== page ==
K8 Hardy’s “Untitled Runway Show” at the Whitney Biennial (all photos by the author for Hyperallergic)

Fashion as a basis for genuine artistic work may be dead. Even when it’s properly approached and used, as in Cindy Sherman’s fashion editorial series or the early installations of artists-cum-couturiers Zowie Broach and Brian Kirkby under the Boudicca label, I tend to find that the medium isn’t being mined for all its potential. Photographer K8 Hardy’sUntitled Runway Show,” a performance piece mounted on May 20 as part of her work in the Whitney Biennial, seems to have proven that in the hands of popular contemporary artists, fashion in a museum can be as nauseating as the debauchery on display at Fashion’s Night Out.

When I arrived, I was told in a horribly pretentious manner (though what can one really expect from the Whitney at prime Biennial time?) that the show had “sold out” (tickets were free) two hours before it began, and I was invited to wait for a coveted spot in the standby line in the dim, stuffy stairwell. After 30 minutes of warding off heat strokes, I was ushered in — in a group of twenty — to standing room in the vast, empty fourth-floor gallery.

K8 Hardy, “Untitled Runway Show” (click to enlarge)

Perhaps it was part of the art, to unnecessarily make people wait to enter a space large enough to hold a Boeing 787 and to begin the performance nearly a half hour after it was scheduled, as is customary at Lincoln Center. But the hurdles were enough to at least expect a decent show. Instead, what viewers witnessed was 20 minutes of a couture show as seen through the eyes of a hyperactive five year old, or a really bad episode of Project Runway.

Legitimate models walked in affected Svengali trances (fashion controls us!), some in makeup halfheartedly referencing blackface (fashion forces standards of beauty! and maybe hipster racism!), all clad in piles of mismatched bras or cut-up dresses (fashion looks silly!). Balancing fright wigs drenched in hairspray on Jeffrey Campbell shoes while music arranged by Venus X thumped, the models (performers? living mannequins?) were unfortunate canvases for poorly composed clothing collages that blared exhaustive commentary on the fashion world as seen through the eyes of the thrift-happy Hardy.

Each look, the raw materials for which Hardy found in various thrift stores, were mostly disparate pieces thrown together or oddly tailored — a seafoam green dress tacked up in random places with assless pants in a Brady Bunch-esque floral print, for example. Some didn’t even possess that much craft: a white gown paired with botas picudas mexicanas, or normal hipster-wear with the bra on the outside. That would’ve been shocking and thought provoking — 30 years ago. A lot of the work did show potential, especially the pieces I assumed she made, or at least put more effort into creating: white sack dresses made to resemble an artist’s palette with colored patches decorating the edges. A little gimmicky and obvious, sure, but they were the beginning of more interesting ideas she could’ve transposed to the rest of the collection.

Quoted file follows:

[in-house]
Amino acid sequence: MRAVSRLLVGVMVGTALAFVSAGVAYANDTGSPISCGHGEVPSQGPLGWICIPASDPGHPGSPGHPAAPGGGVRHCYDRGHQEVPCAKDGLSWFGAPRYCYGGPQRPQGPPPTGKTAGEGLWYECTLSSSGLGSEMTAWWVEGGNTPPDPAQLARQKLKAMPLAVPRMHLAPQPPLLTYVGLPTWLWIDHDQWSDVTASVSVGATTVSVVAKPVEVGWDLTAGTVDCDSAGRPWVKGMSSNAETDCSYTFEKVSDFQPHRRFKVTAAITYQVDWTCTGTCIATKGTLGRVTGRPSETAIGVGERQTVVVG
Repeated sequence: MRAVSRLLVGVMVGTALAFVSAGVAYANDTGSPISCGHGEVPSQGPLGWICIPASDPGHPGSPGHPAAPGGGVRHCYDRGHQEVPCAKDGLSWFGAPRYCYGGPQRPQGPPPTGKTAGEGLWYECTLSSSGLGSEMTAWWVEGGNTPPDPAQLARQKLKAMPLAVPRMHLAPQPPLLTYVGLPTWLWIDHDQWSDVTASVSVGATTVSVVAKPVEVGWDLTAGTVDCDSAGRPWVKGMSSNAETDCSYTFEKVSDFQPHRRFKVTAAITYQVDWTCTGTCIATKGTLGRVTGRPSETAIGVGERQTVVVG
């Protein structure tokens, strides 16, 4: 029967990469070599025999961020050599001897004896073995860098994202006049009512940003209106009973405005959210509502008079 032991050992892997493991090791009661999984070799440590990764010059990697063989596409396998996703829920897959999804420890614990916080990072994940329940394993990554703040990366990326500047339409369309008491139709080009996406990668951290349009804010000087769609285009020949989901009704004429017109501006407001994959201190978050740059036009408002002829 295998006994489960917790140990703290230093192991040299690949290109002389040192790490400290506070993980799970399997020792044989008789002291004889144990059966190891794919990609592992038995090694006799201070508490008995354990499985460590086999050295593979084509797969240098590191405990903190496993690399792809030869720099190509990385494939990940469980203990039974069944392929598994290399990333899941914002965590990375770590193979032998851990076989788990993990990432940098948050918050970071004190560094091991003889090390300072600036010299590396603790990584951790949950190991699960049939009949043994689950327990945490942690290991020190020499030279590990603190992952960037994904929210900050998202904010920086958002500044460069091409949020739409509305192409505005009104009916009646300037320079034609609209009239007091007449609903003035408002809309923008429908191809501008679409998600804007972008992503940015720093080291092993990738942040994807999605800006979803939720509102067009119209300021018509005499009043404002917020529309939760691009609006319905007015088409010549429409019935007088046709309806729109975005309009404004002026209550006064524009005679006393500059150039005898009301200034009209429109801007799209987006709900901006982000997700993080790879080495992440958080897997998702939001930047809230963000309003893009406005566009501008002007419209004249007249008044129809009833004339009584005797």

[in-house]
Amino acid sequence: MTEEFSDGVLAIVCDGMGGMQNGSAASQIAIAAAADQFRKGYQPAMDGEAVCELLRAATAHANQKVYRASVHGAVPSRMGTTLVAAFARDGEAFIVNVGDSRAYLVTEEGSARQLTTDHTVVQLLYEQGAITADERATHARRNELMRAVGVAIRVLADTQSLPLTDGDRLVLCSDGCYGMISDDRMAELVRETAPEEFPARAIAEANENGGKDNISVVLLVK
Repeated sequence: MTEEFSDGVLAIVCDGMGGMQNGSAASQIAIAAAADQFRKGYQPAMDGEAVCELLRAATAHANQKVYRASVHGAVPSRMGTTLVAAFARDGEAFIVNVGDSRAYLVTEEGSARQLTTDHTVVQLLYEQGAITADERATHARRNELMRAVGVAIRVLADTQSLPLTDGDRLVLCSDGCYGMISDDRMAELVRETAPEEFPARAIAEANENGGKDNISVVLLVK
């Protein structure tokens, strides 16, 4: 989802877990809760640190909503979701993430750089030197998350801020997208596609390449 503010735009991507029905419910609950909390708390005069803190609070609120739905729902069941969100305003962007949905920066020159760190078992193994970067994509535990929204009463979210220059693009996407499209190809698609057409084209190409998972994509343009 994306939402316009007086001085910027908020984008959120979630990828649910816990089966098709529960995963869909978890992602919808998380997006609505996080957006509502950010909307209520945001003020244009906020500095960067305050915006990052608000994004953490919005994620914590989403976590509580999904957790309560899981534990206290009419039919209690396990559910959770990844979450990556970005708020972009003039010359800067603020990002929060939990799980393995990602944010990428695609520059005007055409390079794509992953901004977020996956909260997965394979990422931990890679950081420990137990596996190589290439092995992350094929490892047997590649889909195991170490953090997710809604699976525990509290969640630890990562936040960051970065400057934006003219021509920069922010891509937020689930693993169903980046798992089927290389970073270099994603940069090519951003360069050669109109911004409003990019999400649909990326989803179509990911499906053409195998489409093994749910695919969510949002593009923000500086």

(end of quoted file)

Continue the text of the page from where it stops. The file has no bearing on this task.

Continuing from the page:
K8 Hardy, “Untitled Runway Show”

Conceptually, does a subversive “runway installation” that’s meant to fuck with our perception of the semiotics of fashion sound strong? Sure. And the set, designed by Hardy in collaboration with fellow Biennial-er Oscar Tuazon, felt industrial, imposing and polished. But it seems Hardy didn’t think beyond the elevator speech. What could have been an intriguing, thought-provoking project collapsed due to flaccid execution, unimaginative compositions and weak theoretical foundations.

K8 Hardy, “Untitled Runway Show” (click to enlarge)

Fashion is a system that can (and should) be criticized and questioned. We should be free to comment on the ridiculousness that pervades the industry and the culture, and in theory, such a critique offers the perfect foundation for creative work. But maybe, just maybe, if you’re going to comment on these problems through your art, it might be wise to see the forest for the trees and avoid reinforcing negative stereotypes of the art world in the process.

K8 Hardy was given an entire floor of one of the most influential museums in America for her performance (which I’m sure had absolutely, positively nothing to do at all with the fact that she graduated from the Whitney Independent Study Program). She should have brought it, especially with such a solid concept. What she ended up with was a Zoolander approach to her raw material, creating works that were crude caricatures rather than compelling criticisms.

K8 Hardy’s “Untitled Runway Show, 2012” took place on Sunday, May 20, 4pm, at the Whitney Museum (945 Madison Avenue, Upper East Side, Manhattan).

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Alexander Cavaluzzo

Alexander Cavaluzzo is a Pop Poet, Cultural Critic and Sartorial Scholar. He received his BS in Art History from FIT and his MA in Arts Politics at NYU. His interests focus on the intersection of fashion,...